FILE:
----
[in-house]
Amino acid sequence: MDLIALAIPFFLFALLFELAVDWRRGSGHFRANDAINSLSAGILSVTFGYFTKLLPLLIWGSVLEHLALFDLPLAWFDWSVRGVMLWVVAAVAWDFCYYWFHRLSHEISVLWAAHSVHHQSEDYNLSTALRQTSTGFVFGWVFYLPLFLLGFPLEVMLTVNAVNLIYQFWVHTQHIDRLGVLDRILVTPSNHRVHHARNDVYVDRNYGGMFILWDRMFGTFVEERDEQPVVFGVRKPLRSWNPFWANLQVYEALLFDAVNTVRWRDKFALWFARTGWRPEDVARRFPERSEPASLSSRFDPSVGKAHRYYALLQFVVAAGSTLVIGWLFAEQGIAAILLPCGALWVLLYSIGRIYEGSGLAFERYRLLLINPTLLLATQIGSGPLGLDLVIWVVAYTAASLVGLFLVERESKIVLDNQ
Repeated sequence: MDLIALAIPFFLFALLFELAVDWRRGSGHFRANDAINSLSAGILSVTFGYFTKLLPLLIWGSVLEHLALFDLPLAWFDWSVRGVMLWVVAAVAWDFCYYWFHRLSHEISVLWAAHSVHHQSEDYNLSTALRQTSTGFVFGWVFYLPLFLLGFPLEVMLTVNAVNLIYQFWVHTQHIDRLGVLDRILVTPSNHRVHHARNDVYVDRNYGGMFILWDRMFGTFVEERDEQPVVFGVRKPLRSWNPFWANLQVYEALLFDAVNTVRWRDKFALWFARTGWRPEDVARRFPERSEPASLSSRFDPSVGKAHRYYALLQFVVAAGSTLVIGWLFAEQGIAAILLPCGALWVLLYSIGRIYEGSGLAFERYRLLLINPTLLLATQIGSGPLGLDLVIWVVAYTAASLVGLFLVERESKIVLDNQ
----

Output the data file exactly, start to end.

[in-house]
Amino acid sequence: MDLIALAIPFFLFALLFELAVDWRRGSGHFRANDAINSLSAGILSVTFGYFTKLLPLLIWGSVLEHLALFDLPLAWFDWSVRGVMLWVVAAVAWDFCYYWFHRLSHEISVLWAAHSVHHQSEDYNLSTALRQTSTGFVFGWVFYLPLFLLGFPLEVMLTVNAVNLIYQFWVHTQHIDRLGVLDRILVTPSNHRVHHARNDVYVDRNYGGMFILWDRMFGTFVEERDEQPVVFGVRKPLRSWNPFWANLQVYEALLFDAVNTVRWRDKFALWFARTGWRPEDVARRFPERSEPASLSSRFDPSVGKAHRYYALLQFVVAAGSTLVIGWLFAEQGIAAILLPCGALWVLLYSIGRIYEGSGLAFERYRLLLINPTLLLATQIGSGPLGLDLVIWVVAYTAASLVGLFLVERESKIVLDNQ
Repeated sequence: MDLIALAIPFFLFALLFELAVDWRRGSGHFRANDAINSLSAGILSVTFGYFTKLLPLLIWGSVLEHLALFDLPLAWFDWSVRGVMLWVVAAVAWDFCYYWFHRLSHEISVLWAAHSVHHQSEDYNLSTALRQTSTGFVFGWVFYLPLFLLGFPLEVMLTVNAVNLIYQFWVHTQHIDRLGVLDRILVTPSNHRVHHARNDVYVDRNYGGMFILWDRMFGTFVEERDEQPVVFGVRKPLRSWNPFWANLQVYEALLFDAVNTVRWRDKFALWFARTGWRPEDVARRFPERSEPASLSSRFDPSVGKAHRYYALLQFVVAAGSTLVIGWLFAEQGIAAILLPCGALWVLLYSIGRIYEGSGLAFERYRLLLINPTLLLATQIGSGPLGLDLVIWVVAYTAASLVGLFLVERESKIVLDNQ